PayPal Holdings(NASDAQ:PYPL) apparently discovered how to build a "hyperdrive" last year as the company reported outstanding, accelerated results for its fourth quarter and full-year 2015. The schematic for this business engine includes the component pieces of revenue growth, colossal payment volume, warp-speed Cyber Monday transactions, and expanded customer engagement solutions.
If management could speak to you directly, these are five things they would want you to know:
1. 2015 was a banner year
PayPal experienced explosive earnings growth in 2015 with an increase of 192% to $1.00 per share. This outperformance can be tied directly back to revenue, which grew 15% to $9.2 billion on the back of 11.2% growth in active users for the year. For the fourth quarter alone, revenue grew 17% as the company added 6.6 million active user accounts, the largest quarterly addition in the company's 17 year history. At year end, the total number of active user accounts stood at 179 million.
This uptick in users was driven by PayPal's expansion into mobile apps like Venmo and its enhanced customer engagement acquisitions such as Xoom. Revenue growth fed to the bottom line as the company maintained a flat operating margin of 16% for the year.
2. An appetite for market share
PayPal is the Pac-Man of payments as the company processed 4.9 billion payment transactions for a total of $282 billion in payment volume last year, an increase of 27% over 2014. It was estimated that PayPal handled approximately 78% of all digital transactions in November 2014, while competing services from larger competitors including Google Wallet and Apple Pay handled less than 5% each.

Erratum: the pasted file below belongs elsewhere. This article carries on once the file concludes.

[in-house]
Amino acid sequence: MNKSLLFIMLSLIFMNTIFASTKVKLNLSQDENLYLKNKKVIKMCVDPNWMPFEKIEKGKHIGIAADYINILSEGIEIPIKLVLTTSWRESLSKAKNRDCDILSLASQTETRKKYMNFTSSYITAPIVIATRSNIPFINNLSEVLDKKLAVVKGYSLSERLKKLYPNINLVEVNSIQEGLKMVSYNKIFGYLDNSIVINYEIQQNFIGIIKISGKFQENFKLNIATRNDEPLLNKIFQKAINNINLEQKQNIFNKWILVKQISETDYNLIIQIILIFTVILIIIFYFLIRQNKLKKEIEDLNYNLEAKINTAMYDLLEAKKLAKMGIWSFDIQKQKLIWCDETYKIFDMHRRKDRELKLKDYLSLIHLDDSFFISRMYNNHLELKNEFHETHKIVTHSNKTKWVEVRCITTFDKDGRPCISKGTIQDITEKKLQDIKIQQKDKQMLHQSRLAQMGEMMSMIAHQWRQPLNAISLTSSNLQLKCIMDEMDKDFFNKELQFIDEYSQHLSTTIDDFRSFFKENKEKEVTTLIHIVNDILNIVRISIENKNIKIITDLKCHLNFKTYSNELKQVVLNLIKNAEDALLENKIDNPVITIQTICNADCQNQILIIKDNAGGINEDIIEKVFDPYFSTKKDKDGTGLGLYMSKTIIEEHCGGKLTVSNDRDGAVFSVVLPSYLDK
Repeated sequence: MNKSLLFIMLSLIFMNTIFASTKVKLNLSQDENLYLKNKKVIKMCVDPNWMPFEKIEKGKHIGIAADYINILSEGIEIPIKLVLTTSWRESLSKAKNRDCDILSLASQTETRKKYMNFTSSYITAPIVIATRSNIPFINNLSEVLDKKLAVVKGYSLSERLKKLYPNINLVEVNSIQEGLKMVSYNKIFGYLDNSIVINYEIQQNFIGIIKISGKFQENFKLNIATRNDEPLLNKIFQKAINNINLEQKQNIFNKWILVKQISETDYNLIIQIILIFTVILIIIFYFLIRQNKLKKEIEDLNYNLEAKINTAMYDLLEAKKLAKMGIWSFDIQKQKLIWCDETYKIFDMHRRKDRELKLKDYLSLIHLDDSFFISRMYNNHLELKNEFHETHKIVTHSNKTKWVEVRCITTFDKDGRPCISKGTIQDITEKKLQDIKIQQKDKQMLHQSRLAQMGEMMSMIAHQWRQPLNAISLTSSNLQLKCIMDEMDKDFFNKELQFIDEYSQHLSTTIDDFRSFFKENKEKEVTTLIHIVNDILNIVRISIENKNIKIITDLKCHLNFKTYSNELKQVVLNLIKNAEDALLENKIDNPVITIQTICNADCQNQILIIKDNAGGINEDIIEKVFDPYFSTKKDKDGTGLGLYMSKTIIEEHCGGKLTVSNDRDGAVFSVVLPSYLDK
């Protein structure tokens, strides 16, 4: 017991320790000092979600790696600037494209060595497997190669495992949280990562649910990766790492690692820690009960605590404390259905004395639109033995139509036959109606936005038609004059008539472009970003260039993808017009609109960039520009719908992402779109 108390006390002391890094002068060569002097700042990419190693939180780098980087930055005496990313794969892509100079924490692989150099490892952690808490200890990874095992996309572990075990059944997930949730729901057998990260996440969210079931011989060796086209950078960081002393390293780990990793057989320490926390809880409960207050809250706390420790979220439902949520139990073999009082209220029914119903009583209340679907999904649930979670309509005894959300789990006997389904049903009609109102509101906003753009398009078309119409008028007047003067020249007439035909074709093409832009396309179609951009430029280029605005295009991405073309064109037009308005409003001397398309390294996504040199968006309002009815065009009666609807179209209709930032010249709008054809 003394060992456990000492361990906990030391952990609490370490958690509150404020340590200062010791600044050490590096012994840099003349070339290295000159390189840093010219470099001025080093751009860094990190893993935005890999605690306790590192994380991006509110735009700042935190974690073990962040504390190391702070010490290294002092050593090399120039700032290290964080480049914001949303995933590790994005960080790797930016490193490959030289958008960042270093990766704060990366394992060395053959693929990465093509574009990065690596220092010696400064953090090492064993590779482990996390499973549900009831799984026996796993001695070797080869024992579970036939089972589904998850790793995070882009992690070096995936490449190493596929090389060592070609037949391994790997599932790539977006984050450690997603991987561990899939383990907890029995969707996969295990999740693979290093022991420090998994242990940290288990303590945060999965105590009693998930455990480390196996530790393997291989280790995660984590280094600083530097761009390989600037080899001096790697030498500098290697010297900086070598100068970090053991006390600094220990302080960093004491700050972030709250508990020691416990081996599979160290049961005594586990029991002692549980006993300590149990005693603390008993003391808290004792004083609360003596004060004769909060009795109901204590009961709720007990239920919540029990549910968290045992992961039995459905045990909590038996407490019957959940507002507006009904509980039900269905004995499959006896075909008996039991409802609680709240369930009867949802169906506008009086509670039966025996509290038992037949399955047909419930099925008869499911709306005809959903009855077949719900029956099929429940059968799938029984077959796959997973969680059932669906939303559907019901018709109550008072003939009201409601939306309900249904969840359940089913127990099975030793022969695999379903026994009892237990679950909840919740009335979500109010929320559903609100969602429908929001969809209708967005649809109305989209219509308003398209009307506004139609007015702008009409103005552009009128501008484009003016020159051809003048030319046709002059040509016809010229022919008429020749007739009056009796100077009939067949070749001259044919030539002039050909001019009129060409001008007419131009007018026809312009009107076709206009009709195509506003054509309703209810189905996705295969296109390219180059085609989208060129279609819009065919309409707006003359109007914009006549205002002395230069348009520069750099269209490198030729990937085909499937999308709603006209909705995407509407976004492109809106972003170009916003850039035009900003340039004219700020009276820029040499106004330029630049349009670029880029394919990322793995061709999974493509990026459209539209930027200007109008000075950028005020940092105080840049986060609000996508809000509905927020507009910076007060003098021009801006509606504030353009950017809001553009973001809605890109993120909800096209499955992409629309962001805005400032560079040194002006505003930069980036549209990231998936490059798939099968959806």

On a global basis, PayPal captured $66 billion of the $450 billion total mobile payments made in 2015, or 14.7%.
3. Payments at the speed of sound
PayPal processed 450 payments per second on Cyber Monday last year. This equates to 27,000 transactions per minute, 1.6 million per hour, and 38.9 million per day. Given the company's average 2015 revenue of $1.88 per transaction, this equates to just over $73 million of revenue generated in a single day. Think of it this way: If payments were miles, then PayPal circled the earth 1,561 times on Cyber Monday.
This feat is an additional reminder that consumers are migrating away from traditional in-store purchases and electing to purchase online instead, especially during the holiday season. More shoppers made purchases online than stepped into physical stores on Black Friday -- this e-commerce growth is a major tailwind for PayPal that will continue to gain momentum as consumers shift their spending.
4. A Commitment to returning capital to shareholders
Warren Buffett has always told us that share repurchases are a value adding proposition as they ultimately increase earnings for the remaining shareholders, all else being equal. PayPal is effectuating this scenario as the payment processor announced in its earnings call a new share repurchase program of up to $2 billion for 2016. Using the most recent closing price at the time of this writing, this buyback authorization represents approximately 4.4% of the company's total shares outstanding. Some back of the envelope calculations reveal that if PayPal can at least match its 2015 earnings of $1.00 per share, then shareholders will realize an approximate 5% increase in earnings for 2016 just from the reduced share count.